Malaysian Is­lamic leader says furor over his Sharia law pro­pos­als is mis­guided


The Malaysian Is­lamic leader spear­head­ing a cam­paign for se­vere Sharia pun­ish­ments chuck­les as he dis­misses the firestorm that has en­sued, say­ing vi­sions of thou­sands of law-break­ers with am­pu­tated limbs are way off the mark.

Hadi Awang’s party has passed a law in its north­ern strong­hold per­mit­ting am­pu­ta­tion for thieves and ston­ing for adul­ter­ers, height­en­ing fears about grow­ing Is­lamiza­tion in the mod­er­ate-Mus­lim coun­try and threat­en­ing to break apart a suc­cess­ful three-party op­po­si­tion coali­tion.

The Pan-Malaysian Is­lamic party’s (PAS) law in con­ser­va­tive Ke­lan­tan is un­likely to be im­ple­mented due to fed­eral con­straints, but has sparked de­bate in the Mus­lim-ma­jor­ity na­tion and riled PAS’ eth­nic Chi­nese and multi-racial party al­lies.

Hadi, the PAS pres­i­dent, told AFP in an in­ter­view that the “hudud” penal­ties were largely sym­bolic and would be “al­most im­pos­si­ble” to im­pose on law-break­ers, even if im­ple­mented, due to strict lim­its on their use un­der Is­lamic law.

He added the move was meant largely as a ges­ture to his party’s Is­lamic base.

PAS’ pas­sage of the law — which would only ap­ply to Mus­lims — on March 18 an­gered their coali­tion friends, the Demo­cratic Ac­tion Party, rep­re­sent­ing the large Chi­nese mi­nor­ity, and the mul­tira­cial Peo­ple’s Jus­tice Party.

The coun­try has large num­bers of Chris­tians, Hin­dus and other faiths, who al­ready com­plain of shrink­ing space to prac­tice their re­li­gions as Malaysia’s Mus­lim rul­ing party, the United Malays Na­tional Or­gan­i­sa­tion (UMNO), in­creas­ingly caters to its Is­lamic base as voter sup­port dwin­dles.

The tiny neigh­bor­ing sul­tanate of Brunei be­gan im­ple­ment­ing hudud penal­ties last year, fan­ning fears in Malaysia of ac­cel­er­ated Is­lamiza­tion.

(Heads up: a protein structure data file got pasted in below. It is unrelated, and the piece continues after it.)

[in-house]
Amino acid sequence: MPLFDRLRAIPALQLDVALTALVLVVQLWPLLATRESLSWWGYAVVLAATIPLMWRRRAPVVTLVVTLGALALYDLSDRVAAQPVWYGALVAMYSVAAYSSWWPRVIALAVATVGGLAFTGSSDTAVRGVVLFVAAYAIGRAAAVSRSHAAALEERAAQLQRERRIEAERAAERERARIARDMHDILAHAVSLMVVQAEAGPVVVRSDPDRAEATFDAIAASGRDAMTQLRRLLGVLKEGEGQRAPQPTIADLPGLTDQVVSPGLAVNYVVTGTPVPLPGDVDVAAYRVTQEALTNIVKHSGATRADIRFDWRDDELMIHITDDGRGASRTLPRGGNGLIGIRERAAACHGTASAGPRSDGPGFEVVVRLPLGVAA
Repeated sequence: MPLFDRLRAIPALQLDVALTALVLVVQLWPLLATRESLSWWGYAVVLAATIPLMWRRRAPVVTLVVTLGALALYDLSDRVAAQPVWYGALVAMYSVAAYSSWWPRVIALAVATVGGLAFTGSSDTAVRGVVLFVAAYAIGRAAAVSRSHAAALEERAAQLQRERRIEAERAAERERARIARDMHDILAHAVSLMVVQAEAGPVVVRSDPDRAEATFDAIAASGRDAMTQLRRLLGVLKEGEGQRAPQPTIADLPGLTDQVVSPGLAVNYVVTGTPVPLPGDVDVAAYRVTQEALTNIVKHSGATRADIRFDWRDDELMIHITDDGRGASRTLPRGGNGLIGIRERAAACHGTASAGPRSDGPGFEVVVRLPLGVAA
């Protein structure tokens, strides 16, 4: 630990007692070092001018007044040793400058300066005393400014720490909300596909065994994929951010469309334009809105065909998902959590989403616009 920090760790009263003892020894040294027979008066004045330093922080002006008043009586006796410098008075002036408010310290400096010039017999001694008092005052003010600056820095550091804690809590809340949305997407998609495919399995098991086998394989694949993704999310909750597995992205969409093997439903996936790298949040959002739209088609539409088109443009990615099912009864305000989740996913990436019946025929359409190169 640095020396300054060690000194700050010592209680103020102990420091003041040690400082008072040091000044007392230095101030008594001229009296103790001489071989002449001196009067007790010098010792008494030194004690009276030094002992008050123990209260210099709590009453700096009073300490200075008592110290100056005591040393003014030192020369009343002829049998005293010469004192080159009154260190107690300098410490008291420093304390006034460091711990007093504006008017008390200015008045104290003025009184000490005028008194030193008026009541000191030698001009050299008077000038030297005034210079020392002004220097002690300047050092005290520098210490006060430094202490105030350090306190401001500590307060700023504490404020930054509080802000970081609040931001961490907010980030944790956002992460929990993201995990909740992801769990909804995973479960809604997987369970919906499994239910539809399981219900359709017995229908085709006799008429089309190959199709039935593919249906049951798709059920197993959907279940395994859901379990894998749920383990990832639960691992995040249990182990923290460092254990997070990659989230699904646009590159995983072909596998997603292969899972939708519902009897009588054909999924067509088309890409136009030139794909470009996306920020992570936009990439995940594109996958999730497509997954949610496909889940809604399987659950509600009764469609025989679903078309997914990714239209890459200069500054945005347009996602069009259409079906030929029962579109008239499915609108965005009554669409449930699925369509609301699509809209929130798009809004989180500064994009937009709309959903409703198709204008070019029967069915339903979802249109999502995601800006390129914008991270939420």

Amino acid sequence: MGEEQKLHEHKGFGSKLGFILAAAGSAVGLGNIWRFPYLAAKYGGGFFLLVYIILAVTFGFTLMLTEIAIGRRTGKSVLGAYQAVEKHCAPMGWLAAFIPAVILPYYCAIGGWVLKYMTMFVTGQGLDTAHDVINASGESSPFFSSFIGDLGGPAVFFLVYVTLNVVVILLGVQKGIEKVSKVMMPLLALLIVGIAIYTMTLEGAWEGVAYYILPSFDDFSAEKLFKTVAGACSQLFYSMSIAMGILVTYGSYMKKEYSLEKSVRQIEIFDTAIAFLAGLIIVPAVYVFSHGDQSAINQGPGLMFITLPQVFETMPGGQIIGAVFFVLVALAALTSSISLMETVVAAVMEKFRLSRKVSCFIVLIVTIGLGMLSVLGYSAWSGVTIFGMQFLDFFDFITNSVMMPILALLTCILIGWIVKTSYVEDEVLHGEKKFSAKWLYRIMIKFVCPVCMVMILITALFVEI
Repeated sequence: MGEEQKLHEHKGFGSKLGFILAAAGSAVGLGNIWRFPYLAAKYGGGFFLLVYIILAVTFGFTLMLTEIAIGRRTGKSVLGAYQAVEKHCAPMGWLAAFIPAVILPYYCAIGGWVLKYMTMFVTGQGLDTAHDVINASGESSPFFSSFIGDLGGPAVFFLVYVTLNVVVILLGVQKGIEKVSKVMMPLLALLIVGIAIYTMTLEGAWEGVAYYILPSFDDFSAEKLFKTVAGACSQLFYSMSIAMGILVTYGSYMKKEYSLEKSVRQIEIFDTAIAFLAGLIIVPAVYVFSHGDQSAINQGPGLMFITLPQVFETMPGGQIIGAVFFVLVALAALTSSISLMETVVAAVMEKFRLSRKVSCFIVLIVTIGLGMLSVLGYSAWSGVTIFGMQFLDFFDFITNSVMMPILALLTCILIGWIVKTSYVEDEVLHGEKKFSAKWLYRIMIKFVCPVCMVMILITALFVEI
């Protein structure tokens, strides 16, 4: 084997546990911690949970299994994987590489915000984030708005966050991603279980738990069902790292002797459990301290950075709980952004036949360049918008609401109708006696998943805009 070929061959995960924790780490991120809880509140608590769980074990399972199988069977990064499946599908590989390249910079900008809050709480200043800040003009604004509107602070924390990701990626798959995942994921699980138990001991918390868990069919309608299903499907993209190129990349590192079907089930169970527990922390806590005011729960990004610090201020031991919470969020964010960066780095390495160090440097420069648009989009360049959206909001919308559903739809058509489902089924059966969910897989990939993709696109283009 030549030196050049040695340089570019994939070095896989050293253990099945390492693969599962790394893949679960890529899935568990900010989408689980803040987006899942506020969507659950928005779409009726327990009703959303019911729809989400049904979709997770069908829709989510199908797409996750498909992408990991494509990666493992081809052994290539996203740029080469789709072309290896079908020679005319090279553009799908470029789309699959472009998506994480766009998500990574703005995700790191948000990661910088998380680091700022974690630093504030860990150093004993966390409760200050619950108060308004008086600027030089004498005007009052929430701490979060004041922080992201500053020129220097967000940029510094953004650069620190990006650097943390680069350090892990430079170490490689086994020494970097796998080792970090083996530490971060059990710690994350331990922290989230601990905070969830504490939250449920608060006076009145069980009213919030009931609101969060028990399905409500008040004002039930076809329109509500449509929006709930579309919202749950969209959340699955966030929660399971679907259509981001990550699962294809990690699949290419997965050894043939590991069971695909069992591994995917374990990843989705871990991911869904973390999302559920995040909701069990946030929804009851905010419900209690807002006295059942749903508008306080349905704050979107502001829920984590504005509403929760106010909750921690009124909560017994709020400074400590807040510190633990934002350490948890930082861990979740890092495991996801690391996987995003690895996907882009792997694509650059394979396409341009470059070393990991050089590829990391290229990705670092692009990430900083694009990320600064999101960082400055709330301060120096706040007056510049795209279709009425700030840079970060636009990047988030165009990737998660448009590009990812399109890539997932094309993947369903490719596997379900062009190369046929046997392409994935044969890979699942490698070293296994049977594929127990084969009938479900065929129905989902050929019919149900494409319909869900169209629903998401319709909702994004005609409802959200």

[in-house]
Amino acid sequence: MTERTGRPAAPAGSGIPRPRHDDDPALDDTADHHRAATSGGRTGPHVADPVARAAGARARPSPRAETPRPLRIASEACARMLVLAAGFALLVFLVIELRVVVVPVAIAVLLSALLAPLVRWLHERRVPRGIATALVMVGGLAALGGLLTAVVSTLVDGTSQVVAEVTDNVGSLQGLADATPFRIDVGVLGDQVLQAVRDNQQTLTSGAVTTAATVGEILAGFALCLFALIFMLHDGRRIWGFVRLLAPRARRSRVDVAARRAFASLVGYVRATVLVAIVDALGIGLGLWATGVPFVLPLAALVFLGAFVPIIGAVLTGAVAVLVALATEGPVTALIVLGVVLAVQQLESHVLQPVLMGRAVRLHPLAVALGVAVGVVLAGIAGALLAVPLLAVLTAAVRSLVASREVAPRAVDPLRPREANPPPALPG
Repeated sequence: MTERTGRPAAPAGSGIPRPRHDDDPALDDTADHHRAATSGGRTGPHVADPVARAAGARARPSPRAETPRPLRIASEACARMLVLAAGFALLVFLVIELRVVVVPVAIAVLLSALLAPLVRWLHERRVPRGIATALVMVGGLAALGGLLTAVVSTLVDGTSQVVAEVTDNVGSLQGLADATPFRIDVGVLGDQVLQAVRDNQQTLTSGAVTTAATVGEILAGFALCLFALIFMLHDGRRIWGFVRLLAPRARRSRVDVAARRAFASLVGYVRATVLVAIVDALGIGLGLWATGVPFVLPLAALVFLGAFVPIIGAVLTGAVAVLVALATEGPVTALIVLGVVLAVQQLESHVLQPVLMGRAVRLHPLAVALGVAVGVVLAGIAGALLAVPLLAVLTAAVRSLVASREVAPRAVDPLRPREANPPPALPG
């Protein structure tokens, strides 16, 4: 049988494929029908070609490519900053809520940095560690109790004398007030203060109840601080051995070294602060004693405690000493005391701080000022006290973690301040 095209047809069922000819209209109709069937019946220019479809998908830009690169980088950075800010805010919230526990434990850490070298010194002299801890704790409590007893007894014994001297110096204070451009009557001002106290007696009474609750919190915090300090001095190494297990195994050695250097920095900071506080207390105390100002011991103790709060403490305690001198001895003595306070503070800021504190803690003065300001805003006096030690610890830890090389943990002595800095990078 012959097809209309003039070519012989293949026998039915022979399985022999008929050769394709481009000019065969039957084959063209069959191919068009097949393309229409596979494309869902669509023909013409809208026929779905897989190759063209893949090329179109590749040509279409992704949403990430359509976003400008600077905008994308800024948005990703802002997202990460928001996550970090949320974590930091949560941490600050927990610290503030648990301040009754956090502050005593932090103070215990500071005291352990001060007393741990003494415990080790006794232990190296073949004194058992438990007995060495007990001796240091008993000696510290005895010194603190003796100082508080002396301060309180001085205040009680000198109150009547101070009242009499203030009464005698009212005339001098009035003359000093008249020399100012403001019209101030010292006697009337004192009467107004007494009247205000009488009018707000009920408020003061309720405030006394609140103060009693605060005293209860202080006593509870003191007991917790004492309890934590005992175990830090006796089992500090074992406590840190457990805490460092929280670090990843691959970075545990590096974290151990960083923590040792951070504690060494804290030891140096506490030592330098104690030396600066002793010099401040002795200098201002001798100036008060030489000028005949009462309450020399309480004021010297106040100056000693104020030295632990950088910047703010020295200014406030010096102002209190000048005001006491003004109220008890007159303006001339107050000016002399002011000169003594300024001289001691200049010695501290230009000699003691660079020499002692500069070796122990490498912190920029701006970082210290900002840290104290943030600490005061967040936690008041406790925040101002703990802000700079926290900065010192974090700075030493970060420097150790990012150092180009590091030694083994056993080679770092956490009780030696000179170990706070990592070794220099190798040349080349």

Us­ing Fear to De­ter Crime

But Hadi noted hudud’s high proof thresh­old — mul­ti­ple di­rect wit­nesses are re­quired in adul­tery cases, for ex­am­ple — as mak­ing it un­likely se­vere ac­tion would be taken in the vast ma­jor­ity of cases.

Hudud’s value is more as a sym­bolic de­ter­rent, he added.

Hadi’s un­com­pro­mis­ing push for hudud has prompted PAS’ two part­ners in the multi-faith coali­tion to ac­cuse him of vi­o­lat­ing a pledge not to pur­sue it.

The al­liance, which came close to win­ning power in 2013 polls, now teeters on the brink of col­lapse.

But Hadi said PAS’ hudud cam­paign was partly a re­ac­tion to the rul­ing regime’s courtship of Mus­lim vot­ers, which has in­cluded a high-pro­file cam­paign to limit use of the word “Al­lah” to Mus­lims, though Malay-speak­ing Chris­tians also use it for their cre­ator.

PAS has sub­mit­ted a bill in par­lia­ment to change the con­sti­tu­tion to al­low hudud to ac­tu­ally be im­ple­mented. Hadi hopes to have it tabled next week.

It is con­sid­ered un­likely to pass even with the sup­port of UMNO, which has been coy on the is­sue to pro­tect its own base, but is not ex­pected to sup­port it.

Many an­a­lysts view the episode as a game of “chicken” be­tween PAS and UMNO, al­low­ing them to pos­ture on Is­lam while know­ing hudud will never pass.

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